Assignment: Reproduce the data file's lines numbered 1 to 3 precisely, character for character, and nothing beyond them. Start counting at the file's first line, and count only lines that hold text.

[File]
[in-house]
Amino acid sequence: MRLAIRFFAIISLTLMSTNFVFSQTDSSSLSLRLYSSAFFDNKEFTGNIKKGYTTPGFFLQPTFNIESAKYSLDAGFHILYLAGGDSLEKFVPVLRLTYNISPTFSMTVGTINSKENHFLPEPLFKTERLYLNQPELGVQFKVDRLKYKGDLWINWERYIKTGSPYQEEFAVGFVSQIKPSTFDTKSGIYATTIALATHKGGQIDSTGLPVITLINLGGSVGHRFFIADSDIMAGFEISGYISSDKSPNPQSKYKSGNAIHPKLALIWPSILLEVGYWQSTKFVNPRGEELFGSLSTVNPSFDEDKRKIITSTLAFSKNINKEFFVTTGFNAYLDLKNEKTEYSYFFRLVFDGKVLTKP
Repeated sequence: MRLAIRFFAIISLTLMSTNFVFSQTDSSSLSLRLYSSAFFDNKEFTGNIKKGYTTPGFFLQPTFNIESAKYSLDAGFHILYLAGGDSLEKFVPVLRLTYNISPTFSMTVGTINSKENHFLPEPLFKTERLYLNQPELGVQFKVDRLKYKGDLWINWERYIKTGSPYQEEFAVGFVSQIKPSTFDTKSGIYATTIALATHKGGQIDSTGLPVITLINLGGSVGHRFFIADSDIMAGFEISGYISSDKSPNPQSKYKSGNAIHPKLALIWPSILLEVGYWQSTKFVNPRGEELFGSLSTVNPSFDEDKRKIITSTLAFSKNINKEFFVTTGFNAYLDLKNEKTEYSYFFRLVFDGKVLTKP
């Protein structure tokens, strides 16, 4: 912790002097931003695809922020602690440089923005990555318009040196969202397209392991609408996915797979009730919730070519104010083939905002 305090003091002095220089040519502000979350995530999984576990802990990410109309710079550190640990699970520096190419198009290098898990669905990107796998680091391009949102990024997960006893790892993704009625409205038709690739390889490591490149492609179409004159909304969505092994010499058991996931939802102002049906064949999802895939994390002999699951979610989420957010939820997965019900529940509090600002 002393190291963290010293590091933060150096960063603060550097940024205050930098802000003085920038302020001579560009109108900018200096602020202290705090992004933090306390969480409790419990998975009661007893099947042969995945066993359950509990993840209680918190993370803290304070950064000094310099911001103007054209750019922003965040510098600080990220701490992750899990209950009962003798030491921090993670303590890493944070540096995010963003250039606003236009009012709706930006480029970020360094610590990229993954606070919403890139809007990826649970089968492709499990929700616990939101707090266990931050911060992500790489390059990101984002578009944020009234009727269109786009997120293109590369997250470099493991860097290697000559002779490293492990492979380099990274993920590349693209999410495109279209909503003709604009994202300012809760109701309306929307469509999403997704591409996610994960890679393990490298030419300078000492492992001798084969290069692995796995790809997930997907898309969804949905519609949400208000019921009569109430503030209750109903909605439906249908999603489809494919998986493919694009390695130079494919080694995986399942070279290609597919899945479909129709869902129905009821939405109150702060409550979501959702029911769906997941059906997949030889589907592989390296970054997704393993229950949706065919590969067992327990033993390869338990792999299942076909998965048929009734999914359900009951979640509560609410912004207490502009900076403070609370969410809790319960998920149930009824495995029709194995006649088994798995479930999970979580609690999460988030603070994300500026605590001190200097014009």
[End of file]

[in-house]
Amino acid sequence: MRLAIRFFAIISLTLMSTNFVFSQTDSSSLSLRLYSSAFFDNKEFTGNIKKGYTTPGFFLQPTFNIESAKYSLDAGFHILYLAGGDSLEKFVPVLRLTYNISPTFSMTVGTINSKENHFLPEPLFKTERLYLNQPELGVQFKVDRLKYKGDLWINWERYIKTGSPYQEEFAVGFVSQIKPSTFDTKSGIYATTIALATHKGGQIDSTGLPVITLINLGGSVGHRFFIADSDIMAGFEISGYISSDKSPNPQSKYKSGNAIHPKLALIWPSILLEVGYWQSTKFVNPRGEELFGSLSTVNPSFDEDKRKIITSTLAFSKNINKEFFVTTGFNAYLDLKNEKTEYSYFFRLVFDGKVLTKP
Repeated sequence: MRLAIRFFAIISLTLMSTNFVFSQTDSSSLSLRLYSSAFFDNKEFTGNIKKGYTTPGFFLQPTFNIESAKYSLDAGFHILYLAGGDSLEKFVPVLRLTYNISPTFSMTVGTINSKENHFLPEPLFKTERLYLNQPELGVQFKVDRLKYKGDLWINWERYIKTGSPYQEEFAVGFVSQIKPSTFDTKSGIYATTIALATHKGGQIDSTGLPVITLINLGGSVGHRFFIADSDIMAGFEISGYISSDKSPNPQSKYKSGNAIHPKLALIWPSILLEVGYWQSTKFVNPRGEELFGSLSTVNPSFDEDKRKIITSTLAFSKNINKEFFVTTGFNAYLDLKNEKTEYSYFFRLVFDGKVLTKP